Hi there! It sounds like you have your hands full! I’ve been there and know how you feel. I would suggest that you do two things to try to lock down what is best for your wonderful daughter. First off, contact the Regional Center Of The East Bay. They will do and evaluation and see if their early intervention services would be of benefit for your daughter. Second,  find a good developmental & behavioral pediatrician. This doctor will be your resource guide to help you with your daughter’s care. Although a nurturing home care center sounds really lovely, typically they don’t have the skills and resources needed to best suit a child who pushes a lot of boundaries. Please feel free to contact me if you would like to talk.

We have a very strong-willed 6 year old and he has been that way ever since he was born.  Our daycare director summed it up perfectly when she said there were three words to describe our child - he is extremely social, physical and impulsive.  We have tried a number of things as well including sacro-cranial therapy, OT, etc. you name it.  What helped me the most was a positive parenting class I took with Wellspring Educational Services in Walnut Creek.  (http://www.wellspringeducation.org/behavior-management-course/).  Part of the class involves taking video of your child's tricky moments and Robin Hague helped me figure out ways to deal with the situation.  She also pointed out triggers or things in the environment that may be causing the behavior.  She teaches from the perspective that a child is not purposely misbehaving but that there's something either physically or internally that they're struggling with that is causing them to behave that way.  And so she provides you with a toolkit with the premise that you can figure out which tools work best for you as every child is different.  I won't lie and say everything is perfect now but I feel like I'm more capable of handling these situations and am not as stressed about them as I once was.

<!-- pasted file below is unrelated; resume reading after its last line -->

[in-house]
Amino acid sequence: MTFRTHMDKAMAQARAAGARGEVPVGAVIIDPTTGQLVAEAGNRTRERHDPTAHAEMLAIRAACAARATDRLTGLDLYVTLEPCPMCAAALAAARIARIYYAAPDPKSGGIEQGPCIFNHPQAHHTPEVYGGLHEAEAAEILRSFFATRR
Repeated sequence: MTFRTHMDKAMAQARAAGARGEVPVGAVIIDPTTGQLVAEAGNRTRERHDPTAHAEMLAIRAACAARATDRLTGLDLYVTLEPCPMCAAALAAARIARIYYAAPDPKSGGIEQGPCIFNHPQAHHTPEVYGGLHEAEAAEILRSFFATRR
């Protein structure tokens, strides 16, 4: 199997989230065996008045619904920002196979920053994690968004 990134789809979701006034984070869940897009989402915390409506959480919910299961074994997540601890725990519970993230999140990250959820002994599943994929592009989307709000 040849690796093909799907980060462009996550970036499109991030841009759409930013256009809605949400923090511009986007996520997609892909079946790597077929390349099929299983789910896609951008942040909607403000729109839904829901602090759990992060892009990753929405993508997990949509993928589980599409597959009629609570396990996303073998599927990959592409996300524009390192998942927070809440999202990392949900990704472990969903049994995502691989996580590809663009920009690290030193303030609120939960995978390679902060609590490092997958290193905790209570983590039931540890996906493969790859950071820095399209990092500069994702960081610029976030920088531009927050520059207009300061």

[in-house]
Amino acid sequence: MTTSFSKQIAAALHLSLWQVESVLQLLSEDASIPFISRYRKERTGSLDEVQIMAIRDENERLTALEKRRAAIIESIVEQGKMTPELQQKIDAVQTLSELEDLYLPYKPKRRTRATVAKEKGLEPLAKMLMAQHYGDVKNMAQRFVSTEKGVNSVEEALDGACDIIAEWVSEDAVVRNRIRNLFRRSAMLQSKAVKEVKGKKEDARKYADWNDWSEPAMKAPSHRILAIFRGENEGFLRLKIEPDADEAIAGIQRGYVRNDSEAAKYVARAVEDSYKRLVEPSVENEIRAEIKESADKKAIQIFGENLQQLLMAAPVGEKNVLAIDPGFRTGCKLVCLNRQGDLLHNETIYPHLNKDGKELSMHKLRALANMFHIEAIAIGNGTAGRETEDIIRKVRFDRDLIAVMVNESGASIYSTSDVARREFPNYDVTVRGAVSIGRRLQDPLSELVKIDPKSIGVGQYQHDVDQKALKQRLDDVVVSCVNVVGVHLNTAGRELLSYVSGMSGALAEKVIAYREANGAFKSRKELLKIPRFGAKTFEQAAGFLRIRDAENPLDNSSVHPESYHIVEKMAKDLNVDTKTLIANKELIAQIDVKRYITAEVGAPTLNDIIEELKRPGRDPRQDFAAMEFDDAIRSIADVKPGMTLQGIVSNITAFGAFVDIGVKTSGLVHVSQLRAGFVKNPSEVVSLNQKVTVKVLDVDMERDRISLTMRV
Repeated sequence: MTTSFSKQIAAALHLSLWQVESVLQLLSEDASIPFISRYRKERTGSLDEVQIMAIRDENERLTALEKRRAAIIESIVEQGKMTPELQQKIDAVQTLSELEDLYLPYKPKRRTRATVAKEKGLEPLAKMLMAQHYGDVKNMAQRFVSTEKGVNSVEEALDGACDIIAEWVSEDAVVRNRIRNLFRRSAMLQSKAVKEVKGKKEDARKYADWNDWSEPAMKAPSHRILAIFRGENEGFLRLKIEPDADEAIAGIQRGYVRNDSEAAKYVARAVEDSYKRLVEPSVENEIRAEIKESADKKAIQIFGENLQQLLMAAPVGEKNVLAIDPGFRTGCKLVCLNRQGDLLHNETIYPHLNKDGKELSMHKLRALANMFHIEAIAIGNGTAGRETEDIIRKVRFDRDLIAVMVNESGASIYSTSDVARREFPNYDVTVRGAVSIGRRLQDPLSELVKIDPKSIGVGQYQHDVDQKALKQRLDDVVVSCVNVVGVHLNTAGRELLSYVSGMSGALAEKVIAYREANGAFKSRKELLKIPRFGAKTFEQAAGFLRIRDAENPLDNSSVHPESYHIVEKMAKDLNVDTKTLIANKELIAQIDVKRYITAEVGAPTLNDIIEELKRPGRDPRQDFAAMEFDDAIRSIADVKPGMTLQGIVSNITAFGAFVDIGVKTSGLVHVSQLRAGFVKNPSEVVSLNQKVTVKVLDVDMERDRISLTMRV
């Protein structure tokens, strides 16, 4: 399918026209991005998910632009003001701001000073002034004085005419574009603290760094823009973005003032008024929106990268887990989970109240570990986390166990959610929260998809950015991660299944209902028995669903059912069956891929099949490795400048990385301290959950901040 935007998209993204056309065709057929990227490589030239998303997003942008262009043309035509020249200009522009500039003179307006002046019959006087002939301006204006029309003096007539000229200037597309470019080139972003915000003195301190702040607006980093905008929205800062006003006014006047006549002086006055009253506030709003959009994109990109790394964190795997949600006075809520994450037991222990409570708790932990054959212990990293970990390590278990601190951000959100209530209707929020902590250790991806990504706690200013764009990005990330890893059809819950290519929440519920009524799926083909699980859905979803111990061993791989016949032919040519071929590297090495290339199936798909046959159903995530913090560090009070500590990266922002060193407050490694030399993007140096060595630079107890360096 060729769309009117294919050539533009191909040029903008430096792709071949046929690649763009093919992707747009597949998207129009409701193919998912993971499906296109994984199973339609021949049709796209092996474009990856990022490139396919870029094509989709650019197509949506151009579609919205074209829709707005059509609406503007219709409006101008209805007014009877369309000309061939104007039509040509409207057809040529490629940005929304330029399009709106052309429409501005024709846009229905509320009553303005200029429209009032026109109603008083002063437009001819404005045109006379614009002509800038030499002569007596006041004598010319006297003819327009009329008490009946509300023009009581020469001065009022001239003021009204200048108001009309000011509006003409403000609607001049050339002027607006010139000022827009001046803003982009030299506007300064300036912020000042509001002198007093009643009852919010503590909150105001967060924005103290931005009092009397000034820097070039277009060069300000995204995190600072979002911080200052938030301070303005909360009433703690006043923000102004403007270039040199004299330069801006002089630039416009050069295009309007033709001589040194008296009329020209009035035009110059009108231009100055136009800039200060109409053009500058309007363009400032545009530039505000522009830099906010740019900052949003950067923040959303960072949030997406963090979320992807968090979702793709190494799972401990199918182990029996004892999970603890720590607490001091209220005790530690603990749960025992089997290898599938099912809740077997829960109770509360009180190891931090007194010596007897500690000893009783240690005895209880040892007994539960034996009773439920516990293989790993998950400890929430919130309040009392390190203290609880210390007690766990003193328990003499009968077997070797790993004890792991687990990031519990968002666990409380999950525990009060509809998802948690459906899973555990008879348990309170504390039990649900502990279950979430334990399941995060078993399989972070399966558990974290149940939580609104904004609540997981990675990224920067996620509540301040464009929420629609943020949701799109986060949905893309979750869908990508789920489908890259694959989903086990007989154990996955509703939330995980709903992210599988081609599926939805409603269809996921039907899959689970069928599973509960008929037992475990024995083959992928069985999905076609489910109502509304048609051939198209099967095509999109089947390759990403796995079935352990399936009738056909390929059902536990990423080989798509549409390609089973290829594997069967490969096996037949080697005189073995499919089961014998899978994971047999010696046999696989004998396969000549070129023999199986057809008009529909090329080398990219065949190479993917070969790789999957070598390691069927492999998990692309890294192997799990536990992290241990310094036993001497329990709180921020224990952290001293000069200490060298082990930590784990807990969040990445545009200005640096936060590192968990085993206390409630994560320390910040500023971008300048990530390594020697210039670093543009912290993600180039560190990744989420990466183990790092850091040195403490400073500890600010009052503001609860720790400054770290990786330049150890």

You might try talking with Summit Center in Walnut Creek.  They specialize in gifted kids and have plenty of experience helping gifted kids with their other exceptionalities.  

Occupational Therapy will help your daughter regulate her impulses. She may need help sorting out her response to stimuli. She may enjoy play-acting where she can be dramatic. Please do not consider using drugs on such a young child! My son had sensory and impulse issues until 3rd grade. OT helped him with self-regulation. But I also have to tell you that there is nothing like maturity for an over-active toddler nervous system! Give it time. We always had a more peaceful day when my son was allowed enough physical activity to be tired in the evening. My son is now 13 and has none of these issues and also did not get a damaged nervous system from drugs. And the plus side is the intelligence and strong will has turned into a positive character trait. I know you are exhausted, but it will pass. Hang in there and let her moods rule for another 6 months. She will change!


I feel you. We too have a very energetic, strong-willed, big emotions, live in the extremes type of kid. Our son is almost 4 and his twos and threes brought a whole new dimention of “terrible” into our family dynamics. We also have an older son who despite being very energetic too never has been anywhere near this. I know how incredibly frustrating this is.

Know that we’re not alone. Many parents struggle with kids with this type of energetic personality. And most of us blame ourselves because many regular parenting advices just don’t work for our kids. Time outs or taking away favorite toys for example don’t work on my little one at all.

I think the first thing you might want to find out is whether she has problems focussing. If yes, her temperament or attention skills might be in her way of optimal development. That’s something where professional help might be really helpful.